9. Glad you didn't design any sets I actually want. I'll leave it at that.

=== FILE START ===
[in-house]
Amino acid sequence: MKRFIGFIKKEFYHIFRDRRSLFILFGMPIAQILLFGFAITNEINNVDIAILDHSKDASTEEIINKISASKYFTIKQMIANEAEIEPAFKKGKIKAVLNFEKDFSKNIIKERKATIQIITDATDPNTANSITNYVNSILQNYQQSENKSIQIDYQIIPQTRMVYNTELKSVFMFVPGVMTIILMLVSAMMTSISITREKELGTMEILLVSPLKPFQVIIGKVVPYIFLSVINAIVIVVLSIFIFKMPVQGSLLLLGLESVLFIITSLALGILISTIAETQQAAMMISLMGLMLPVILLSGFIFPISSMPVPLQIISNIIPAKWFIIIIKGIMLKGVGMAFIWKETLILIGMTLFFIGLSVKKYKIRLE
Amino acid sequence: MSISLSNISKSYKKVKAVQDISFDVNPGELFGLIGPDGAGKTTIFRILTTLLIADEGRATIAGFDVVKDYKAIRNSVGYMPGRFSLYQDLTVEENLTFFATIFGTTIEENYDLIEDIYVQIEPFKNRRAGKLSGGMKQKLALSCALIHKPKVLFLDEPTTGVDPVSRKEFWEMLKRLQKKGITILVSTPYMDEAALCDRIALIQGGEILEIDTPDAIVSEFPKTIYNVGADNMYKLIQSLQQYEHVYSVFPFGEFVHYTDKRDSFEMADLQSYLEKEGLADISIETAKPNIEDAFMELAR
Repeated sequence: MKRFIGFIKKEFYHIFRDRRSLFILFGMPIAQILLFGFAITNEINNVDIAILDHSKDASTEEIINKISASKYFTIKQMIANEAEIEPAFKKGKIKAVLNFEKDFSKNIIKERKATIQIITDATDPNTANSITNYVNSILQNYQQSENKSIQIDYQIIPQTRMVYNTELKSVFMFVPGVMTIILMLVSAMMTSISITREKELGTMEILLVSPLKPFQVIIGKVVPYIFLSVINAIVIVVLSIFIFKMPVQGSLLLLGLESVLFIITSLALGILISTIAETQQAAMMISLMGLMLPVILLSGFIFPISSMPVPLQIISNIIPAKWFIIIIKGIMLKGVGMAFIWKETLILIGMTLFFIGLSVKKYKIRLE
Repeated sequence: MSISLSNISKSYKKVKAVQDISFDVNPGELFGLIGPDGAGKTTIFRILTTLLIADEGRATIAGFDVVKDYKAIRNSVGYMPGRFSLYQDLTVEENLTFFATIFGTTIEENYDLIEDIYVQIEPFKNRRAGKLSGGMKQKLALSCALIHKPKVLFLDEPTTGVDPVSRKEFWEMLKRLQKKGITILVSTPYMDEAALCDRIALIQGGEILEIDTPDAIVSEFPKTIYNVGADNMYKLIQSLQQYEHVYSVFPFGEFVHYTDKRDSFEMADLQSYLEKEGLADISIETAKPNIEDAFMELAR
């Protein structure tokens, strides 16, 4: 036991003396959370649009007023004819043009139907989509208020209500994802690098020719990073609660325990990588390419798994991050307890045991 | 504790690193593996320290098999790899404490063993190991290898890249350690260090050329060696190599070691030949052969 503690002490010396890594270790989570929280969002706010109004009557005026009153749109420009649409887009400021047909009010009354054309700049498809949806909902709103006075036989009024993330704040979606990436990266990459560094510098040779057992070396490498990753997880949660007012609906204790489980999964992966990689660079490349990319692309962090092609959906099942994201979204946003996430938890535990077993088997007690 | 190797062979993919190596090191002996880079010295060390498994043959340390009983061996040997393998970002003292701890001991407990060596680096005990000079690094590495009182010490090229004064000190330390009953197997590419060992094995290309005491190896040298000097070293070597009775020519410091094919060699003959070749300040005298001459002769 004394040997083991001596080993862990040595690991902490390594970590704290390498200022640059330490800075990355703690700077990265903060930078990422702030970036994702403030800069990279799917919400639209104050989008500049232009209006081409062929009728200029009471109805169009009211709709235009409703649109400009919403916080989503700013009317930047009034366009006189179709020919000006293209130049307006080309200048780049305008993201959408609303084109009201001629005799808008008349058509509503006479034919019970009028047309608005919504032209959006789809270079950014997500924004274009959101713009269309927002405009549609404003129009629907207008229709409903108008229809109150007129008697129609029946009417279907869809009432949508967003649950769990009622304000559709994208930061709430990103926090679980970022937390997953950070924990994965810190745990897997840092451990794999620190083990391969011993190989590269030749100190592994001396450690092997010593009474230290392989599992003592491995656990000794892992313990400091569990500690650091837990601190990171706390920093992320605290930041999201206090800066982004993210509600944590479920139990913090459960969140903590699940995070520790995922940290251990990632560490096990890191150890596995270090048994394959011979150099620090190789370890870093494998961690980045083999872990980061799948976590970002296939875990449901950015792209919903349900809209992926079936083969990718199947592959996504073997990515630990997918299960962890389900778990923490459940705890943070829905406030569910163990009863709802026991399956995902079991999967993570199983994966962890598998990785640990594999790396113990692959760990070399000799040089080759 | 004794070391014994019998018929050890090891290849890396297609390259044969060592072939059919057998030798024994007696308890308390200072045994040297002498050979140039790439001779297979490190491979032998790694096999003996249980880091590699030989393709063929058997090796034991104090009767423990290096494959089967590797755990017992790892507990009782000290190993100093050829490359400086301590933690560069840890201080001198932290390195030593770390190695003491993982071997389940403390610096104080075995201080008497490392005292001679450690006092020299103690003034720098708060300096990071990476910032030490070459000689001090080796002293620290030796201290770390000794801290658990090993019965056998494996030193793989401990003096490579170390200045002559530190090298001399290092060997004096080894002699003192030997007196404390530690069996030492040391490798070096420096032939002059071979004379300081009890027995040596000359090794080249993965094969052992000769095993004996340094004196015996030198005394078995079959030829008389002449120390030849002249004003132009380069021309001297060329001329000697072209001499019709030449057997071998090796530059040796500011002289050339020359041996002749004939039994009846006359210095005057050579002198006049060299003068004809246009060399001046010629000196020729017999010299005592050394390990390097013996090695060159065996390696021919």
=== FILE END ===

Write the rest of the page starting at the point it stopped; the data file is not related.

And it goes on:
10. Yeah, and I felt that Ninjago is the next Bionicle. Legends of Chima, Nexo Knights, and Bionicle 2015-2016 seemed to try to live up Ninjago’s standards, but they are cut short because Lego didn’t let them continue on for some reason (I think Lego is just focusing on other successful stuff, but that broke our hearts a lot). Thus, those themes’ efforts were never enough because Lego didn’t care for them longer. Ninjago is also the only original Lego franchise that I follow the most since Bionicle ended (Hero Factory didn’t do a good job much, and Nexo Knights is like a mix of Legends of Chima, Ninjago, and Hero Factory while that theme didn’t do well much, either). One of the big reasons LEGO has for cutting their themes short (even sooner than might sometimes seem necessary) is to free up resources for newer stuff. A lot of business in the toy industry is driven by a sense of novelty, and while LEGO has expanded their production capacity over the years, they still usually don't have too much wiggle room in terms of how many sets they can produce in any given year. Also, retiring a theme before its reputation as a strong seller wears too thin makes it easier for LEGO to promote NEW themes to retailers and media partners as a spiritual successor to older ones and have that increase rather than decrease those partners' confidence in the new brand. But overall, I don't get any sense that Ninjago is on the verge of concluding altogether. There are several plans in store for Ninjago as 2019 goes on: We've been promised around 6 hours of animated content in 2019. Of that content, the four episodes of Season 10 will make up only about hour and a half, and the Legacy shorts make up slightly more than 20 minutes. That leaves around 4 hours of content unaccounted for — enough length even for a typical a ten-episode season in the second half of the year.At least one new character, Antonia, has been announced who will be making her on-screen appearane in the second half of the year.LEGOLAND Japan is preparing to open their own Ninjago World area comparable to the ones that have already opened at the LEGOLAND parks in Billund, Windsor, California, Florida, Germany, Malaysia.12 new sets have been revealed at Nuremberg Toy Fair, with German prices ranging from €8.99 to €129.99, although many details about their names and contents are still unconfirmed. From what has been revealed, they do NOT appear to be connected to Season 10. And in any case, that's far from the kind of modest final wave we've seen for themes such as Bionicle, Legends of Chima, or Nexo Knights.If Ninjago WERE going to end this year… why not end it with Season 10 and the show's 100th episode instead of a whole additional story arc beyond that?